22 Pages Posted: 6 Mar 2012 Last revised: 11 Mar 2012
Date Written: February 3, 2012
18th-century British merchants Benjamin Lester and John Slade were attracted to the Notre Dame Bay borderland region of northeastern Newfoundland by the abundance and variety of marketable commodities gracing the region. Their commercial rivalry played out within the context of a wider French-English competition in a borderland region where resident Beothuk natives and eventually migrant Irish labourers added to the complex social and economic mix. Lester and Slade adapted novel business systems for the procurement and shipment to European markets of the Bay’s salmon, seals, lumber, peltry and other resources, in addition to cod. They employed flexible bookkeeping and accounting conventions to track the values and volumes of the products that they traded with resident settler-planters. Similarly, they adapted enterprise forms according to the environmental, social/cultural and economic contingencies that arose during a period of great flux in the Atlantic world. Taken together, Lester’s commercial diaries and Slade’s extant ledgers represent a rare portrait of early-capitalist enterprise and entrepreneurship in a complex cultural and inter-imperial setting. Lester was a networked Atlantic merchant who aspired to join the ranks of economic and colonial elites. He was one of a large group of international “thinkers and actors” for whom the world consisted of nothing other than markets to satisfy. For his part, Slade was a focused, aggressive instrument of British imperial expansion and took advantage of the uncertain imperial and legal status of Notre Dame Bay to base himself there and intensively expand his supply trade. Once he had consolidated control over the majority of the clients there, Notre Dame Bay became for Slade the base for expansion into more distant commercial orbits further north, in Labrador. Both merchants left sizeable complexes of documents which explain in different ways the strategic priorities they pursued and the methods they adopted.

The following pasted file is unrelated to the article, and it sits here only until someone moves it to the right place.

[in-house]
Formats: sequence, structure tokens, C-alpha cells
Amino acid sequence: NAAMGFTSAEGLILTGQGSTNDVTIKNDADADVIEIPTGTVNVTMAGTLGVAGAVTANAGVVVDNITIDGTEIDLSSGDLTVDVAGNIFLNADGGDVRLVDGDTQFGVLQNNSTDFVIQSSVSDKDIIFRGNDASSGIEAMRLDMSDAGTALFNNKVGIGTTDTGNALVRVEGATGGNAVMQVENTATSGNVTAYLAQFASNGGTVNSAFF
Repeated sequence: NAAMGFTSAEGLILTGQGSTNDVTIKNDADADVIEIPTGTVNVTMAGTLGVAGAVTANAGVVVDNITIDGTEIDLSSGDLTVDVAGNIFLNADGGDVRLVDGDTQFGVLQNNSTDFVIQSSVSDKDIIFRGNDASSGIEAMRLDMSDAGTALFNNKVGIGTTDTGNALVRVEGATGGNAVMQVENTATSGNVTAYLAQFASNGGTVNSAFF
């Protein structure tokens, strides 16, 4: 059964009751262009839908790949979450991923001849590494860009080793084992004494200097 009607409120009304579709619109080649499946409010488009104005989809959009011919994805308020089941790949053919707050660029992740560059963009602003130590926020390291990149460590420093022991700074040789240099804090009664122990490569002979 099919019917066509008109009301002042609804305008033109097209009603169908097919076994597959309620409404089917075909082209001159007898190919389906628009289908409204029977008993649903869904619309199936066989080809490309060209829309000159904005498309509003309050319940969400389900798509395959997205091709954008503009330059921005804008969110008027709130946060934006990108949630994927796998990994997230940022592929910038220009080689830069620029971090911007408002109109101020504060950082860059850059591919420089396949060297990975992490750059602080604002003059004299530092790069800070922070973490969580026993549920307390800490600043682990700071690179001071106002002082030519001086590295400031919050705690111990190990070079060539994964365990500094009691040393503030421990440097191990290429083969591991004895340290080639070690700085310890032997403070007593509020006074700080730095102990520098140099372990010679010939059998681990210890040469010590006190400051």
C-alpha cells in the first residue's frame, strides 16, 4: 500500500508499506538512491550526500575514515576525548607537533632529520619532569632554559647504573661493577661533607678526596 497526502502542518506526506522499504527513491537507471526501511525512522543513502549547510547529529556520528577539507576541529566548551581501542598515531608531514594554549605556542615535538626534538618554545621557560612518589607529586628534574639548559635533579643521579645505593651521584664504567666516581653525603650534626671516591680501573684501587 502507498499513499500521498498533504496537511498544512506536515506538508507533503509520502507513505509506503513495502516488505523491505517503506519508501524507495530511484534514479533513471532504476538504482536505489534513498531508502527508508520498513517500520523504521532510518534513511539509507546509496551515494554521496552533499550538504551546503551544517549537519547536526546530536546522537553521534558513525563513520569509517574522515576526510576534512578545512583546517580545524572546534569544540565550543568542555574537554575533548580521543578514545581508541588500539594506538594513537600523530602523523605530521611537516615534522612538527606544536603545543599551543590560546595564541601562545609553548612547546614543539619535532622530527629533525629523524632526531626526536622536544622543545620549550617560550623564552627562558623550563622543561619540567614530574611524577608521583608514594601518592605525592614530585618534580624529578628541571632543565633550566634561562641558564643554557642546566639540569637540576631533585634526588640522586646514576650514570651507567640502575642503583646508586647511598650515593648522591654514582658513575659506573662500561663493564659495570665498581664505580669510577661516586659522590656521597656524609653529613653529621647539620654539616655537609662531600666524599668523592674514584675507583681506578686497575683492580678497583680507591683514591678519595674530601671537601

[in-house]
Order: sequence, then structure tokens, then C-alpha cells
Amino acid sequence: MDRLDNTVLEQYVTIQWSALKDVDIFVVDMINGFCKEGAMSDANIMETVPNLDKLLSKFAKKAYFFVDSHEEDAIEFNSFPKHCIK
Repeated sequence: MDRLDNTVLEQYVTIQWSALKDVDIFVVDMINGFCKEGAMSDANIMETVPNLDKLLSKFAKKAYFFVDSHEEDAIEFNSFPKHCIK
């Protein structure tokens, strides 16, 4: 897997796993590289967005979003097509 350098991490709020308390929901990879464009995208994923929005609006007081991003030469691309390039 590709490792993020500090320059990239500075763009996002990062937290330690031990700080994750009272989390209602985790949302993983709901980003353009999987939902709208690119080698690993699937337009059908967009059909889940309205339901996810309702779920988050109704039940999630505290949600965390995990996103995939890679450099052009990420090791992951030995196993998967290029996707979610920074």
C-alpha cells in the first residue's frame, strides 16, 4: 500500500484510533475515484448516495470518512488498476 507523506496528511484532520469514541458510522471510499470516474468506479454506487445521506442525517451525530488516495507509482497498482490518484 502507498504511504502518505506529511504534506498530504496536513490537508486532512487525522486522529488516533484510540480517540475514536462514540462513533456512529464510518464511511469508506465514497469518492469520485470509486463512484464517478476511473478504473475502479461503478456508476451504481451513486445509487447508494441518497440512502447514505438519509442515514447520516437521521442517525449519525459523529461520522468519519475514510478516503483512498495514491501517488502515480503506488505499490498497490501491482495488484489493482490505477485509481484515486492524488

Keywords: accounting history, Atlantic world, 18th century, business history, Newfoundland, empires
JEL Classification: N31, N33, N41, N43, N71, N73
Suggested Citation: Suggested Citation
Dwyer, Allan, Enterprise Forms and Accounting Conventions in Two 18th-Century Newfoundland Mercantile Concerns (February 3, 2012). Available at SSRN: https://ssrn.com/abstract=1999504 or http://dx.doi.org/10.2139/ssrn.1999504